For those who believe 49ers coach Jim Harbaugh wouldn’t use his alma mater as leverage for his next job, here’s perhaps conclusive evidence that he would.
He already has.
In 2011, Harbaugh rejected an Ann Arbor offer that would have paid him $5.2 million annually. Instead, he took $5 million per year from the 49ers, who originally hoped to get Harbaugh for $4 million to $4.5 million per year. Without the Michigan offer, it would have been difficult for Harbaugh to shake $5 million per year from the Niners.
This time around, Harbaugh has $8 million per year in hand from the Wolverines. That may not get him more than $8 million from the Raiders or whoever, but it will prompt the Raiders or whoever to cough up more than they had hoped to pay.
Is he worth it? Ultimately, we’re all worth whatever someone will pay. But in an industry with a finite number of positions and no coaches union, it’s easy for ownership to set a market that keeps coaches from getting fair value in relation to their direct impact on winning and losing. Rarely if ever does a head coach have the opportunity to blow the curve; Harbaugh has a chance to do it, thanks to Michigan’s ongoing willingness to extend offers that ultimately will be rejected.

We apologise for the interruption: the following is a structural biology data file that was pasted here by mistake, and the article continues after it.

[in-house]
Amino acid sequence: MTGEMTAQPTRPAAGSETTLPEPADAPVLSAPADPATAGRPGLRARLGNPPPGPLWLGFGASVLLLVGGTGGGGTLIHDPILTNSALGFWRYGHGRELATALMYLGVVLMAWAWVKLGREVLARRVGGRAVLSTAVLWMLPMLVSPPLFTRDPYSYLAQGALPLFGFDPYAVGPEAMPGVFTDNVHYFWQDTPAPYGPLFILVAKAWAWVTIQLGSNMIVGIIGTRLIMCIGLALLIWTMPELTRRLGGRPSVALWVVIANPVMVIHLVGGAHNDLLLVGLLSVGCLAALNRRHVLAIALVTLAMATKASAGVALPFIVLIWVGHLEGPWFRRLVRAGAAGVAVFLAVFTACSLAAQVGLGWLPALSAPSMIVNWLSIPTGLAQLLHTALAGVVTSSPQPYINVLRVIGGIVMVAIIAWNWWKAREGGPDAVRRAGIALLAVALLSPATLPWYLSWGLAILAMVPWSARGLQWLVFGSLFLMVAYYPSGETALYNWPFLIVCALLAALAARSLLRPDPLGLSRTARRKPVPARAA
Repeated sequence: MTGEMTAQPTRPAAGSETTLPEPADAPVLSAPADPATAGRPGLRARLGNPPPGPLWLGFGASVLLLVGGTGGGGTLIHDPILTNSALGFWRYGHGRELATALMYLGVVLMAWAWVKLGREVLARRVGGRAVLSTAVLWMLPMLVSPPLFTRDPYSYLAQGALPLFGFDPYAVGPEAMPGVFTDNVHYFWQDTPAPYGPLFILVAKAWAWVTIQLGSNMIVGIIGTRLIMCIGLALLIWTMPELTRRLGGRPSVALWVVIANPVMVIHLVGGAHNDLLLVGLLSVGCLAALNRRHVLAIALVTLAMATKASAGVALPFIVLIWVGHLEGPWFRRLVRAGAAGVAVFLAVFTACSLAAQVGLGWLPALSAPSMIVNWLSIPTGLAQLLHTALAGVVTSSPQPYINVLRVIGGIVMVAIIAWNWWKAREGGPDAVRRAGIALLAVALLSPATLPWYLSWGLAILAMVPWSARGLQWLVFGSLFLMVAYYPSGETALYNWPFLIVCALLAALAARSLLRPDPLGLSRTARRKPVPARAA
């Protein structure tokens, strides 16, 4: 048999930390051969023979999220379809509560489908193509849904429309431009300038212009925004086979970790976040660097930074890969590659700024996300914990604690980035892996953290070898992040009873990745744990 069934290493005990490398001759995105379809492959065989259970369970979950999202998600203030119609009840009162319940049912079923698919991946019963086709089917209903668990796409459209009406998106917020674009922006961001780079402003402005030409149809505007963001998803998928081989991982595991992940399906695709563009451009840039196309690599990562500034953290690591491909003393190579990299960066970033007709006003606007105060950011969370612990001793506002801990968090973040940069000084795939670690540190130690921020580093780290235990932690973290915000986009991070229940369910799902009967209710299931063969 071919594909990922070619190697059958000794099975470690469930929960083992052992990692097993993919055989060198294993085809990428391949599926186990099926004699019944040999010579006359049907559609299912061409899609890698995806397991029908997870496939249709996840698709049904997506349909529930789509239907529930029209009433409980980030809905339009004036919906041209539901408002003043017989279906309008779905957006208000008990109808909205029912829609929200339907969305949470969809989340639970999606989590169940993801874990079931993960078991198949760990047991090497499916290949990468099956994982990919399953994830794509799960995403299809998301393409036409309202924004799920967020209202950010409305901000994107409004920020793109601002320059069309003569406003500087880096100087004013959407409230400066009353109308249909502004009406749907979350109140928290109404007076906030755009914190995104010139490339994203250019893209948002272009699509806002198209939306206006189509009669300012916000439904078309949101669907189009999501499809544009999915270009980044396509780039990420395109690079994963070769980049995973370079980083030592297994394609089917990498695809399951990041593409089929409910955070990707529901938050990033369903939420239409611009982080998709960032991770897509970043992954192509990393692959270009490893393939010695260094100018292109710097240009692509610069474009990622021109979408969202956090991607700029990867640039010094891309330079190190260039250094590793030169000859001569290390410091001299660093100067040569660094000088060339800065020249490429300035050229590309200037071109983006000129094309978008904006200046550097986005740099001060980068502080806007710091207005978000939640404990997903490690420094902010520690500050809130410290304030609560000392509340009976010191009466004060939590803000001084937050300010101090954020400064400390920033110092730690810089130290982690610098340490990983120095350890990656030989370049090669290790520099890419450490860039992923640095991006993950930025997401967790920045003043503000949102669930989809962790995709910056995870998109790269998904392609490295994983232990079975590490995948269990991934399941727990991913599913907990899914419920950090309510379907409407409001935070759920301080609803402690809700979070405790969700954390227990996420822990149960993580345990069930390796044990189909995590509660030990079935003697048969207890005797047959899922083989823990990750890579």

In this case, it would be a major surprise if Harbaugh doesn’t ultimately reject the Michigan offer. It’s widely believed that Harbaugh, who has never coached outside of California, wants to stay there. Unless the Stanford, Cal, USC, or UCLA jobs open up soon, the Golden State options are coach the Raiders or the 49ers or no one.